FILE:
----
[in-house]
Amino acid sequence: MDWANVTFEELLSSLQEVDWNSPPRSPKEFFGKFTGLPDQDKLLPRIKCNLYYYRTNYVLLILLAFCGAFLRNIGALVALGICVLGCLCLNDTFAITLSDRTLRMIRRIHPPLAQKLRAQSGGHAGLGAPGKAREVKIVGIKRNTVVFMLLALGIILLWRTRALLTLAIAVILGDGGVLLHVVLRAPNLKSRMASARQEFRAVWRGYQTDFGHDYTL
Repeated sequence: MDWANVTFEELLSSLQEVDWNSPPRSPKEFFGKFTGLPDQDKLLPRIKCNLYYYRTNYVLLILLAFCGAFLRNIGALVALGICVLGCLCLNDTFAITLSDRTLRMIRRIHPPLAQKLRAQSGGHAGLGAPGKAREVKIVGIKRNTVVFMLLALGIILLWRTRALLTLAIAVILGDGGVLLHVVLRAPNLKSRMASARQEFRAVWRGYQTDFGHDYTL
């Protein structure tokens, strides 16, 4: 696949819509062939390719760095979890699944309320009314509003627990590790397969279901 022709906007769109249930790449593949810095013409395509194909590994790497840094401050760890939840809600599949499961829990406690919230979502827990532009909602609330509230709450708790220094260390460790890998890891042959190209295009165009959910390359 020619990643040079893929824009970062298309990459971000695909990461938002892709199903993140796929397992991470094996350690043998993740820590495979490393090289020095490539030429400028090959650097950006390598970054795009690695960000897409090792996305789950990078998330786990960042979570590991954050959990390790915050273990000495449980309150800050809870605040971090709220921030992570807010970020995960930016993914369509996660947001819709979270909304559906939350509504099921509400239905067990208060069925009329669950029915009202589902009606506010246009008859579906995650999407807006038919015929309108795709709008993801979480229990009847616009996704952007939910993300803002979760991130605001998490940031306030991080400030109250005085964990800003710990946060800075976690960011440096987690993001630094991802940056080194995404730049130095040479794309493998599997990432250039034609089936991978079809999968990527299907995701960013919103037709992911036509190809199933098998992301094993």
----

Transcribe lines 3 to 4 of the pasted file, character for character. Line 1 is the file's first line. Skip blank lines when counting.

Repeated sequence: MDWANVTFEELLSSLQEVDWNSPPRSPKEFFGKFTGLPDQDKLLPRIKCNLYYYRTNYVLLILLAFCGAFLRNIGALVALGICVLGCLCLNDTFAITLSDRTLRMIRRIHPPLAQKLRAQSGGHAGLGAPGKAREVKIVGIKRNTVVFMLLALGIILLWRTRALLTLAIAVILGDGGVLLHVVLRAPNLKSRMASARQEFRAVWRGYQTDFGHDYTL
């Protein structure tokens, strides 16, 4: 696949819509062939390719760095979890699944309320009314509003627990590790397969279901 022709906007769109249930790449593949810095013409395509194909590994790497840094401050760890939840809600599949499961829990406690919230979502827990532009909602609330509230709450708790220094260390460790890998890891042959190209295009165009959910390359 020619990643040079893929824009970062298309990459971000695909990461938002892709199903993140796929397992991470094996350690043998993740820590495979490393090289020095490539030429400028090959650097950006390598970054795009690695960000897409090792996305789950990078998330786990960042979570590991954050959990390790915050273990000495449980309150800050809870605040971090709220921030992570807010970020995960930016993914369509996660947001819709979270909304559906939350509504099921509400239905067990208060069925009329669950029915009202589902009606506010246009008859579906995650999407807006038919015929309108795709709008993801979480229990009847616009996704952007939910993300803002979760991130605001998490940031306030991080400030109250005085964990800003710990946060800075976690960011440096987690993001630094991802940056080194995404730049130095040479794309493998599997990432250039034609089936991978079809999968990527299907995701960013919103037709992911036509190809199933098998992301094993």